All that HAMP did was to delay these foreclosures from coming onto the market in a timely manner until now. And with the expiration of the First Time Homebuyer Tax Credit of $8,000 at the end of April, that temporary acceleration of future sales into the present will cease.
In addition, more homeowners are opting for “strategic defaults.” The Los Angeles Times tells the story of Wynn Block. A 66-year-old retired psychologist, she purchased a two-bedroom home in 2006 for $385,000. The market value of her home today is “in the low-$200,000s.” She said, “There was not a chance that house was ever going to be worth anywhere near what my mortgage was, “ so she elected to walk away.”
Credit bureau Experian and a consulting firm, Oliver Wyman, estimated in a study that nearly one out of every five homeowners who were seriously delinquent on the mortgages in the last quarter of 2008 walked away. Luigi Zingales at the University of Chicago estimated that 35 percent of defaults last December were “strategic defaults.” He added, “The fact that people are strategically defaulting…the risk that the number of people doing this might explode is significant.”
Gary North makes the excellent point that when someone walks away from a mortgage and the house is ultimately sold, the market price drags down the prices of the other homes in the neighborhood, thereby increasing the chances of other walkaways as well.
Finally, there is the “overhang” of potential resets of Alt-A and Option ARM mortgages in 2011 and 2012, which will add additional pressure on prices.
Mark Calabria, director of financial regulation at the Cato Institute, says “it was government, mostly Washington, which got us into this mess in the first place. Decades of subsidies for the housing industry have resulted in … leaving the nation with a massive inventory of vacant homes.” He points out that, “In a nation of 130 million homes, we have almost 19 million that are vacant.” And nearly seven million of those aren’t even on the market, waiting for the “market to turn” before being listed for sale. In any event, Calabria says, “Our housing markets are facing a problem of way too much [emphasis added] housing.” But Washington’s attempts to support the housing market is based on the belief “that getting construction going will reduce unemployment.”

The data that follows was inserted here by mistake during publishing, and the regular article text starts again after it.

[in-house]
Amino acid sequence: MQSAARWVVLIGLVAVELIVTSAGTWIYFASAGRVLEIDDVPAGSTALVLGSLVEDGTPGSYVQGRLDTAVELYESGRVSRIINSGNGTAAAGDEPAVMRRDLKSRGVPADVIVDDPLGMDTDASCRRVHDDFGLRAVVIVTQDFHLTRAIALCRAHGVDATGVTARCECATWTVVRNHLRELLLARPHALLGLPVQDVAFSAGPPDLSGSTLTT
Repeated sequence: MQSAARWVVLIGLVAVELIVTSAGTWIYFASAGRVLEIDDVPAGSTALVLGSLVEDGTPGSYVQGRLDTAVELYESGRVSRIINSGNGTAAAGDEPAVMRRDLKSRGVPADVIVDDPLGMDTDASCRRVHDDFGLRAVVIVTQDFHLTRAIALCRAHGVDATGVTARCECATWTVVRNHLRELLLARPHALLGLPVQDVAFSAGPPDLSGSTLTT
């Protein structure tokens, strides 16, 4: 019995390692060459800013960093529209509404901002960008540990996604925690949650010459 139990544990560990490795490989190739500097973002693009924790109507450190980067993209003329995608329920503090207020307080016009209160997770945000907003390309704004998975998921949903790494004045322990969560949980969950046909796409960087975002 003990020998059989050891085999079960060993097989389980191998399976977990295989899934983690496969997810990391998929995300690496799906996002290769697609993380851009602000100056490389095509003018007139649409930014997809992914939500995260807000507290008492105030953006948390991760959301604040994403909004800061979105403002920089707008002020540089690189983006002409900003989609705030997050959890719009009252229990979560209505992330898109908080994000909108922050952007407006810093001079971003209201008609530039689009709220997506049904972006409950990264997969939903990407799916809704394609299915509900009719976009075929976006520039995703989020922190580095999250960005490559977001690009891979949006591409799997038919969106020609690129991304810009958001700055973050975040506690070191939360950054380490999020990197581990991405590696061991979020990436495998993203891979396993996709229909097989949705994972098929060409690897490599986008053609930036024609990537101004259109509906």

Ultimately, home sales and consequently home construction will not be determined by expensive, wasteful, and interventionist policies, but “by family incomes and basic demographics.” Efforts such as HAMP and additional enhancements announced on Friday are simply “government pretending these fundamentals don’t matter.” He concludes that “when you’re in a hole, [the best thing to do is to] stop digging. In the case of housing, as a country, we built too much. The cure is to build less.” The only way for markets to clear, he says, is to allow supply and demand to even out, and for that to happen, prices must fall further.
All of these federal interventions are foolishness and expensive failed experiments based on false economic theories that will do nothing but extend the time, and the pain, until market prices fall enough to bring buyers back into the market. Politicians’ continued denial of reality through intervention will only delay the inevitable.